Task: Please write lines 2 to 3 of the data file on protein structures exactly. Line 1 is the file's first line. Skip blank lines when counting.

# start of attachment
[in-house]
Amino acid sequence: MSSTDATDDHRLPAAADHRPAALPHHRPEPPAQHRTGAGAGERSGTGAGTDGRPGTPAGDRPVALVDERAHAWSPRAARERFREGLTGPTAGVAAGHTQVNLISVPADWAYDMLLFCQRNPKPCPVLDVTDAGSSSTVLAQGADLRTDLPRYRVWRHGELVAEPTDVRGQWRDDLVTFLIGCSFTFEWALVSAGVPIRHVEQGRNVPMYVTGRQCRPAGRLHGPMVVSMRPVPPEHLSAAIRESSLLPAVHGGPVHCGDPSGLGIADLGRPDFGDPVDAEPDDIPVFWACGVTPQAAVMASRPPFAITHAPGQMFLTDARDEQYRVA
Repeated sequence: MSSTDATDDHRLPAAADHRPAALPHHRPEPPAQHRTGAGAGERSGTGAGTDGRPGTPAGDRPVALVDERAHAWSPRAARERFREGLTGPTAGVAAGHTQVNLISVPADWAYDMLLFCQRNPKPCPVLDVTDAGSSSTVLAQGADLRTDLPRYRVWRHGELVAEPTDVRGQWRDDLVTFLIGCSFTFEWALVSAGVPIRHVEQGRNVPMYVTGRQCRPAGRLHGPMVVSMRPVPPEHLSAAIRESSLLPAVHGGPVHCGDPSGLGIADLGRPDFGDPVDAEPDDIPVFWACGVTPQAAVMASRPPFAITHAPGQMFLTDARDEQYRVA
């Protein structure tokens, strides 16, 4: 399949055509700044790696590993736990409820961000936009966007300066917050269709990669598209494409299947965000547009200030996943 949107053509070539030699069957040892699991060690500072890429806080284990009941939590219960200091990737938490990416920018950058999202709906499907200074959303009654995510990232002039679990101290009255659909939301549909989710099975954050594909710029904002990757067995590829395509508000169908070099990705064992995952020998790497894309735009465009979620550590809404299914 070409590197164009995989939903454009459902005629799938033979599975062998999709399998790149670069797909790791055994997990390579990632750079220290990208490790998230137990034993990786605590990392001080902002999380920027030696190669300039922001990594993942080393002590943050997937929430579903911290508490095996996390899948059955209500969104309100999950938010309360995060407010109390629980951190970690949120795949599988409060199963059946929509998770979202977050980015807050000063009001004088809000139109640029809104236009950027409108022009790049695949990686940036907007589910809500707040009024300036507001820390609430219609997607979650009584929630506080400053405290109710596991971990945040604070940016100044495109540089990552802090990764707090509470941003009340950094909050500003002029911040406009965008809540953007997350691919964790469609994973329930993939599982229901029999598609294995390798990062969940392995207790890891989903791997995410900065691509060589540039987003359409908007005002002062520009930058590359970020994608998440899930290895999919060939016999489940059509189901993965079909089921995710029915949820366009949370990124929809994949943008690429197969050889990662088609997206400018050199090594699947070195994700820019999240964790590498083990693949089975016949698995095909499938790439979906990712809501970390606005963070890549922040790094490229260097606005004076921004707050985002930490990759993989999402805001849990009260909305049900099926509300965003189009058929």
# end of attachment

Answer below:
Amino acid sequence: MSSTDATDDHRLPAAADHRPAALPHHRPEPPAQHRTGAGAGERSGTGAGTDGRPGTPAGDRPVALVDERAHAWSPRAARERFREGLTGPTAGVAAGHTQVNLISVPADWAYDMLLFCQRNPKPCPVLDVTDAGSSSTVLAQGADLRTDLPRYRVWRHGELVAEPTDVRGQWRDDLVTFLIGCSFTFEWALVSAGVPIRHVEQGRNVPMYVTGRQCRPAGRLHGPMVVSMRPVPPEHLSAAIRESSLLPAVHGGPVHCGDPSGLGIADLGRPDFGDPVDAEPDDIPVFWACGVTPQAAVMASRPPFAITHAPGQMFLTDARDEQYRVA
Repeated sequence: MSSTDATDDHRLPAAADHRPAALPHHRPEPPAQHRTGAGAGERSGTGAGTDGRPGTPAGDRPVALVDERAHAWSPRAARERFREGLTGPTAGVAAGHTQVNLISVPADWAYDMLLFCQRNPKPCPVLDVTDAGSSSTVLAQGADLRTDLPRYRVWRHGELVAEPTDVRGQWRDDLVTFLIGCSFTFEWALVSAGVPIRHVEQGRNVPMYVTGRQCRPAGRLHGPMVVSMRPVPPEHLSAAIRESSLLPAVHGGPVHCGDPSGLGIADLGRPDFGDPVDAEPDDIPVFWACGVTPQAAVMASRPPFAITHAPGQMFLTDARDEQYRVA